Several years ago my friend Susan Lourenço, who used to be an American academic, took me early one summer morning to a checkpoint deep in the West Bank. There, along with several other women in MachsomWatch, we spent the morning watching young–very young–IDF soldiers check the IDs and bags of hundreds of Palestinians on their way to work or school.
There were no obvious abuses, perhaps in part because of the watchful eyes of the women. A couple of young men were detained under a corrugated plastic shelter that gave them a little protection from the sun. A few mild altercations occurred between people on line and the soldiers; one or two of the MachsomWatch women went up to the soldiers and inquired about them. Slowly, the line kept moving.
This is daily life for all Palestinians who need to go anywhere, even within the West Bank. It isn’t what I would call a severe kind of oppression; it’s not much more onerous than our having to wait on long security lines and be searched on a really bad day at the airport. But it’s an everyday—twice a day—occurrence for many thousands of Palestinians, and in a community desperately in need of development, it’s a big daily economic setback.
Settlers and other Israelis, of course, move around the West Bank with no such obstacles. One day on that same trip I took the wrong highway exit and accidentally left Israel, driving my rental car into another part of East Jerusalem. Finding my way back, I saw a huge line of cars waiting to be checked. But I noticed that there was an open lane adjacent to the line and, feeling sheepish, guilty, and a bit adventurous, I drove down it, passing the waiting cars. It led to the other side of the IDF booth, where I stopped. A soldier looked at my passport and waved me on.
The need for these security measures is not lost on me; along with the security fence, they have reduced terror-related deaths from hundreds a year to zero. I don’t question that. But, like many Israelis today, I do question how long this situation can go on.
Many savvy people in the field of international relations are saying that the window of opportunity for a two-state solution is slowly closing. At this moment in history, the idea of a Jewish and a Palestinian state side by side is widely accepted throughout the world, even much of the Arab world. Some very big sticking points, especially the exact path of the border and the question of a right of return for Palestinians to Israel proper, remain to be worked out. No one thinks that will be easy.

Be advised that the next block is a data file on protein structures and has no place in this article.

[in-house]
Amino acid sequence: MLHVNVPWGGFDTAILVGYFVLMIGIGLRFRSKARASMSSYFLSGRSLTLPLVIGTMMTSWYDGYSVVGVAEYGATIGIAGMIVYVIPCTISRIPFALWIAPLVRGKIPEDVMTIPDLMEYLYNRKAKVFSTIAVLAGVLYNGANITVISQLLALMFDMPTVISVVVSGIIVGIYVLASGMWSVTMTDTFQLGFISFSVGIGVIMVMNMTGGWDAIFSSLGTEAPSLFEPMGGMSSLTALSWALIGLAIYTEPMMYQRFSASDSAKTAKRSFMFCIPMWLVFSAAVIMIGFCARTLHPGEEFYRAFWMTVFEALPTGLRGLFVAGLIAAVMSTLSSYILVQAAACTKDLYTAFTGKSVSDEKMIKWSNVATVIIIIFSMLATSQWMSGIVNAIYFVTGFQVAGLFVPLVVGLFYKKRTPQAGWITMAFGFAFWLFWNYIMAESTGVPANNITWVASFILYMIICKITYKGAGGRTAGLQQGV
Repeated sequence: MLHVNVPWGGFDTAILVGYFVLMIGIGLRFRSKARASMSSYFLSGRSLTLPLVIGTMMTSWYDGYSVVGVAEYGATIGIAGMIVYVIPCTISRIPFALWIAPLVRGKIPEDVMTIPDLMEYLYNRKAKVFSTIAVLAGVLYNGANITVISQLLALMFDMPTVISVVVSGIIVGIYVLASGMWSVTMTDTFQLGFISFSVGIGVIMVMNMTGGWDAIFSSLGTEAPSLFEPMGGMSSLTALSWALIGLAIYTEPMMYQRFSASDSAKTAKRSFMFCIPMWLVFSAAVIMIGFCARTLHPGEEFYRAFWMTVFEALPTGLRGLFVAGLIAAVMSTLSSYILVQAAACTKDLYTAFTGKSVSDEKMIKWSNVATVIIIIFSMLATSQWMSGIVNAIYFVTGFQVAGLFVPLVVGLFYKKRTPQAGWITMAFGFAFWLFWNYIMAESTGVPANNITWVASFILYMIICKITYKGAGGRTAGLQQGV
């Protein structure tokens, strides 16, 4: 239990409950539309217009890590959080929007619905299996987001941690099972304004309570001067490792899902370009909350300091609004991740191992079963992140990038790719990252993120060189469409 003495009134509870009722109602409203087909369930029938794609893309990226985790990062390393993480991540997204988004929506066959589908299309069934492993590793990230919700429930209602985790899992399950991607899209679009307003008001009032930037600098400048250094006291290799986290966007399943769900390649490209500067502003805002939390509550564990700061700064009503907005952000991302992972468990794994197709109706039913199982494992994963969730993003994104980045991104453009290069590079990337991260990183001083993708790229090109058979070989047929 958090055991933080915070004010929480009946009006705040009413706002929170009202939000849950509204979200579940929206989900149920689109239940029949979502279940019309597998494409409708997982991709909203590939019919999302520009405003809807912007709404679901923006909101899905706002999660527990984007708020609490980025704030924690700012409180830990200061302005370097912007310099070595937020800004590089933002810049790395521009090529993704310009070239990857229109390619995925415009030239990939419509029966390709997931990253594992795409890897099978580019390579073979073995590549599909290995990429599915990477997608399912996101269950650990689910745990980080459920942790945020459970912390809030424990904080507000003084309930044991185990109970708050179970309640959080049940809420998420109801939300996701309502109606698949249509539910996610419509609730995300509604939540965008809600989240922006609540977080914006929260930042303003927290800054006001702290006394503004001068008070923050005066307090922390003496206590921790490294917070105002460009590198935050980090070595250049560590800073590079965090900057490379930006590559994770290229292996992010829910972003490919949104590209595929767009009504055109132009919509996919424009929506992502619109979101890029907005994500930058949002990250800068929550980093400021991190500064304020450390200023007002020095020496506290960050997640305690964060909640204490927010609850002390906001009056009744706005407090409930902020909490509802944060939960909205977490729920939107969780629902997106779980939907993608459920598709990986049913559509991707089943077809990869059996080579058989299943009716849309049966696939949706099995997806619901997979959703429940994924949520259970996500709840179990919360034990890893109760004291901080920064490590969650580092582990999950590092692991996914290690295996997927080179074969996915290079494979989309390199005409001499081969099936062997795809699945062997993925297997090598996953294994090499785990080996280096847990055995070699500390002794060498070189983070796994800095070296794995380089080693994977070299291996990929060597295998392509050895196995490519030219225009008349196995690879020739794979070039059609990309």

But a growing number of voices outside the Jewish world are calling for a single state from the Jordan River to the Mediterranean Sea. If these voices prevail, along with those of the settlers who believe in Greater Israel, there will be a majority-Arab state that will inevitably become either non-Jewish or non-democratic. The world reluctantly tolerates many Israeli compromises with democracy, from the treatment of Israeli Arabs as second-class citizens to the ongoing but temporary occupation of the West Bank.
Any Jew who thinks the same world will stretch its tolerance to accommodate a single state in which a Jewish minority permanently rules an Arab majority does not understand that world. Such a state would truly be the apartheid state that Israel is now unjustly accused of being. It would be internally unstable, the target of relentless hostility from its Arab neighbors, and a country far more isolated on the world scene than it is now. And yes, that is possible.
Benjamin Netanyahu has been prime minister for a month now, governing from a conservative coalition. But he is a pragmatist, and on May 17th he will have his pragmatism tested in his first meeting with our new president. He will find Mr. Obama to be exceedingly intelligent, well informed, sympathetic, and prepared to act in the best interests of the people of the United States.
This president, unlike the last, may not feel that those interests are exactly super-imposable on the interests of Israel. He will be friendly, no doubt, and he will be looking over his shoulder at his supporters in the American Jewish community. But he will want very much to move the Middle East situation forward toward the two-state solution that is for the moment widely accepted.
That means, ultimately, rights, respect, freedom of movement, pride, independence, and a real chance at prosperity for millions of Palestinians in the West Bank and Gaza. This cannot be achieved in a simple-minded way, and it will never happen except against the background of true and lasting military security for the Jewish state. But it is increasingly clear that the same security will be even more threatened by indefinitely prolonging the current stalemate.
The women of MachsomWatch, whether or not they are religious, have taken to heart the mitzvah—the commandment—that appears three times in the Torah: “You shall not wrong or oppress a stranger, because you were strangers in the land of Egypt.”
If there is going to be a Jewish state in Israel fifty years from now—and I hope with all my heart that there will be—it is going to have to be one that treats the Arab stranger in its midst without wrong or oppression, and, almost certainly, one that lives side by side with a free, democratic, proud, and prosperous Palestinian state. If this is impossible, Israel is impossible.